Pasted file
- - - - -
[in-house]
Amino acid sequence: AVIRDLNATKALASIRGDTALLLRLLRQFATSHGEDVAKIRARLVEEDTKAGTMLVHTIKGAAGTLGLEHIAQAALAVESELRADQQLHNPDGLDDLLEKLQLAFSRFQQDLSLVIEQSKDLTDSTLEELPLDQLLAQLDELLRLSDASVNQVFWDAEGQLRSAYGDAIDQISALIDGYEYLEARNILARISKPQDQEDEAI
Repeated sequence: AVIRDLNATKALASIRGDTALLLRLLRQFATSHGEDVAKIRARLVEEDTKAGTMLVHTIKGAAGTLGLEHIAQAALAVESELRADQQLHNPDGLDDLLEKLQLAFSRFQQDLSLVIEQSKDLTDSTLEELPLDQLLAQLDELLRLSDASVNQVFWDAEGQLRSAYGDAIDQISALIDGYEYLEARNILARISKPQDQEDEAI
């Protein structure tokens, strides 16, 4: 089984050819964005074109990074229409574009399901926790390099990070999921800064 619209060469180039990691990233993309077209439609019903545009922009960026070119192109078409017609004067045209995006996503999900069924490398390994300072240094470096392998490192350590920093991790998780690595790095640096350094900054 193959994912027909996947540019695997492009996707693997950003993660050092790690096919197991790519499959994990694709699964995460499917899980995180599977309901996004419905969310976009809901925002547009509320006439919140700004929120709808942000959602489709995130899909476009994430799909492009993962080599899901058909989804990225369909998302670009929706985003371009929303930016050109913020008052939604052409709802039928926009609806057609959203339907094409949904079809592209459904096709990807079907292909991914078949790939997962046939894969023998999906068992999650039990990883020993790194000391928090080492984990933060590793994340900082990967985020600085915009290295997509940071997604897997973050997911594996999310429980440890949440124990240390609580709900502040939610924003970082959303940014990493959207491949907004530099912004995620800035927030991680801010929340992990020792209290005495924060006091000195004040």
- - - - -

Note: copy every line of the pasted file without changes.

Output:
[in-house]
Amino acid sequence: AVIRDLNATKALASIRGDTALLLRLLRQFATSHGEDVAKIRARLVEEDTKAGTMLVHTIKGAAGTLGLEHIAQAALAVESELRADQQLHNPDGLDDLLEKLQLAFSRFQQDLSLVIEQSKDLTDSTLEELPLDQLLAQLDELLRLSDASVNQVFWDAEGQLRSAYGDAIDQISALIDGYEYLEARNILARISKPQDQEDEAI
Repeated sequence: AVIRDLNATKALASIRGDTALLLRLLRQFATSHGEDVAKIRARLVEEDTKAGTMLVHTIKGAAGTLGLEHIAQAALAVESELRADQQLHNPDGLDDLLEKLQLAFSRFQQDLSLVIEQSKDLTDSTLEELPLDQLLAQLDELLRLSDASVNQVFWDAEGQLRSAYGDAIDQISALIDGYEYLEARNILARISKPQDQEDEAI
């Protein structure tokens, strides 16, 4: 089984050819964005074109990074229409574009399901926790390099990070999921800064 619209060469180039990691990233993309077209439609019903545009922009960026070119192109078409017609004067045209995006996503999900069924490398390994300072240094470096392998490192350590920093991790998780690595790095640096350094900054 193959994912027909996947540019695997492009996707693997950003993660050092790690096919197991790519499959994990694709699964995460499917899980995180599977309901996004419905969310976009809901925002547009509320006439919140700004929120709808942000959602489709995130899909476009994430799909492009993962080599899901058909989804990225369909998302670009929706985003371009929303930016050109913020008052939604052409709802039928926009609806057609959203339907094409949904079809592209459904096709990807079907292909991914078949790939997962046939894969023998999906068992999650039990990883020993790194000391928090080492984990933060590793994340900082990967985020600085915009290295997509940071997604897997973050997911594996999310429980440890949440124990240390609580709900502040939610924003970082959303940014990493959207491949907004530099912004995620800035927030991680801010929340992990020792209290005495924060006091000195004040």